NOV 01, 2017 6:00 AM PDT

The Newly Discovered Gamma Rays are Super Lights

WRITTEN BY: Daniel Duan

An international team of physicists has produced high-intensity gamma beams that have the energy a billion times higher than photons in visible light. These powerful photons significantly exceed all known limits of lights and can pave the way towards new fundamental discovery in physics.

Trapped particles (green) resulted from gamma laser converts the laser energy (surfaces in red, orange and yellow) into cascades of super-high-energy photons (pink). Credit: Arkady Gonoskov

Scientists have been contemplated the construction of a high energy gamma-ray laser device, also known as the graser. This hypothetically powerful device would be powered by nuclear transitions from a nuclear isomer and could produce coherent high energy gamma rays.

In normal cases, if you shoot a laser at an object, all the photon particles scatter upon contact. But if the laser light has the right parameters and is intense enough, the photons are instead trapped. The cloud of trapped particles efficiently converts the laser energy into cascades of high energy photons and produces a plasma of electrons and positrons.

According to a report published in the journal Physical Review X, the discovery was the result of collaboration between the Chalmers University of Technology in Sweden, Institute of Applied Physics and Lobachevsky University in Russia, and the University of Plymouth in the UK. The construction of a gamma-ray laser involves both basic science and engineering technology. Therefore, the research team has to be interdisciplinary, including experts in the fields of quantum mechanics, nuclear and optical spectroscopy, chemistry, solid-state physics, and metallurgy.

To be able to produce super light source, the researcher needed to tackle the known problems in generating high-intensity gamma beams – the cascade process radiation reaction and rapid electron-positron plasma production, both of which hinder the production of high energy photons.

To overcome these restrictions, they came up with a new source concept, which is based on a controlled interplay between the cascade and anomalous radiative trapping. With the help of specially designed advanced numerical models, they brought their concept into reality by only using a laser power close to 7 PW (petawatt, or 1012 W). By ramping up the laser power to 40 PW, their device generated 109 photons with GeV (gigaelectronvolt, or 109 electronvolts) energies. Their gamma beam achieved a peak brilliance that was unmatched by any beams on record.

The discovery is highly encouraging since many future large-scale laser facilities that are currently under development. "When we exceed the limit of what is currently possible, we can see deeper into the basic elements of nature. We can dive into the deepest part of the atomic nuclei," commented the lead author Arkady Gonoskov, a physicist at the Chalmers University of Technology. 

"Our concept is already part of the experimental program proposed for one such facility: Exawatt Center for Extreme Light Studies in Russia. We still don't know where these studies will lead us, but we know that there are yet things to be discovered within nuclear physics, for example, new sources of energy. With fundamental studies, you can aim at something and end up discovering something completely different – which is more interesting and important," added Arkady Gonoskov.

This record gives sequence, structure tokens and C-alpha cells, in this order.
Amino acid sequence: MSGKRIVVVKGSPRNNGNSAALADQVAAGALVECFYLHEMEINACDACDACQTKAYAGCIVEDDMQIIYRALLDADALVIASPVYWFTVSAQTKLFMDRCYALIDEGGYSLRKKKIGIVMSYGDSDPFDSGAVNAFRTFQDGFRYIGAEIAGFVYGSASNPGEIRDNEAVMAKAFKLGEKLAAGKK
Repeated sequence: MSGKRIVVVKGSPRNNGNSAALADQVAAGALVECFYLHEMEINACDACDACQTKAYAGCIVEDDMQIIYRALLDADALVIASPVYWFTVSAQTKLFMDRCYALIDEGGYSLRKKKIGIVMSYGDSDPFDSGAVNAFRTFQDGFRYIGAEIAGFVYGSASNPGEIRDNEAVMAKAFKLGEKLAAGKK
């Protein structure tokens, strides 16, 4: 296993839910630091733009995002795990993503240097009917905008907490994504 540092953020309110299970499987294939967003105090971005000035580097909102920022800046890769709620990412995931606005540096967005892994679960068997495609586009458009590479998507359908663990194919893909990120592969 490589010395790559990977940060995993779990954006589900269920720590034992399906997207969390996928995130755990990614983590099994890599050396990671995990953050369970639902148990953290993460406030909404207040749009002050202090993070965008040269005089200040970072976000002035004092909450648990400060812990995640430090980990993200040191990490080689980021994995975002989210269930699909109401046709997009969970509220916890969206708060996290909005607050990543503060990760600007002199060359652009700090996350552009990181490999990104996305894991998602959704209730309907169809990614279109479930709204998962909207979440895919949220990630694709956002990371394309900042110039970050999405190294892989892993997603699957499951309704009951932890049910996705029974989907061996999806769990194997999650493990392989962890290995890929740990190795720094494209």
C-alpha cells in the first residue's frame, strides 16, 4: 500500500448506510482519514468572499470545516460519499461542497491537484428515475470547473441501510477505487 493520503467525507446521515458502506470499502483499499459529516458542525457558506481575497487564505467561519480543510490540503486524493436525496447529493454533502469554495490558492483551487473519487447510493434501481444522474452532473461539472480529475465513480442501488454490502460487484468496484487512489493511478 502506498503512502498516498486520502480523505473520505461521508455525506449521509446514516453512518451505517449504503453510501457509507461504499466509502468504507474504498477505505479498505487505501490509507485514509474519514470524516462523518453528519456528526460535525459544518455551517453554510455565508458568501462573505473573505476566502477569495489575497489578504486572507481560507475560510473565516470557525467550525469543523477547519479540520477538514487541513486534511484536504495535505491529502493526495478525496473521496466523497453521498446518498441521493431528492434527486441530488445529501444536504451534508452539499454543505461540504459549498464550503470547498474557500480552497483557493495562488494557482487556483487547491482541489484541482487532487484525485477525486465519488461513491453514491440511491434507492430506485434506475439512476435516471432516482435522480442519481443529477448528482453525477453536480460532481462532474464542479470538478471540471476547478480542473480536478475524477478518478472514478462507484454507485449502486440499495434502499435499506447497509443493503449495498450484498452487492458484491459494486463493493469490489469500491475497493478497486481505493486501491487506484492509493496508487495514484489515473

SwissFEL – a new large-scale laser facility. Credit: Paul Scherrer Institute

Source: phys.org

About the Author
Graduated with a bachelor degree in Pharmaceutical Science and a master degree in neuropharmacology, Daniel is a radiopharmaceutical and radiobiology expert based in Ottawa, Canada. With years of experience in biomedical R&D, Daniel is very into writing. He is constantly fascinated by what's happening in the world of science. He hopes to capture the public's interest and promote scientific literacy with his trending news articles. The recurring topics in his Chemistry & Physics trending news section include alternative energy, material science, theoretical physics, medical imaging, and green chemistry.
You May Also Like
AUG 03, 2022
Genetics & Genomics
Chromosomes Stay in a 'Liquid' State
AUG 03, 2022
Chromosomes Stay in a 'Liquid' State
Our genome is huge. It's made up of about 3 billion base pairs, and if the whole molecule was stretched to its full leng ...
AUG 16, 2022
Space & Astronomy
Lunar IceCube Will Hitch a Ride on Artemis 1
AUG 16, 2022
Lunar IceCube Will Hitch a Ride on Artemis 1
NASA’s Lunar IceCube is one of several CubeSats hitching a ride to the Moon on Artemis 1. CubeSats are efficient a ...
AUG 19, 2022
Earth & The Environment
Time is Running out to Save East Antarctica from Climate Change
AUG 19, 2022
Time is Running out to Save East Antarctica from Climate Change
In a recent study published in Nature, a international team of researchers from the United Kingdom, Australia, Canada, a ...
AUG 19, 2022
Chemistry & Physics
An Environmentally Friendly Filter That Removes Microplastics
AUG 19, 2022
An Environmentally Friendly Filter That Removes Microplastics
Harnessing the power of mechanical energy, researchers at the Daegu Gyeongbuk Institute of Science & Technology and ...
AUG 26, 2022
Chemistry & Physics
The Sound of a Black Hole
AUG 26, 2022
The Sound of a Black Hole
NASA has figured out what a black hole sounds like, and it’s terrifying. The video was uploaded to YouTube in May ...
SEP 23, 2022
Microbiology
Heme-Loving Plant Peptide Could Have Many Applications
SEP 23, 2022
Heme-Loving Plant Peptide Could Have Many Applications
Symbiotic relationships enable organisms to use one another, usually to the advantage of both. Legumes can live in symbi ...
Loading Comments...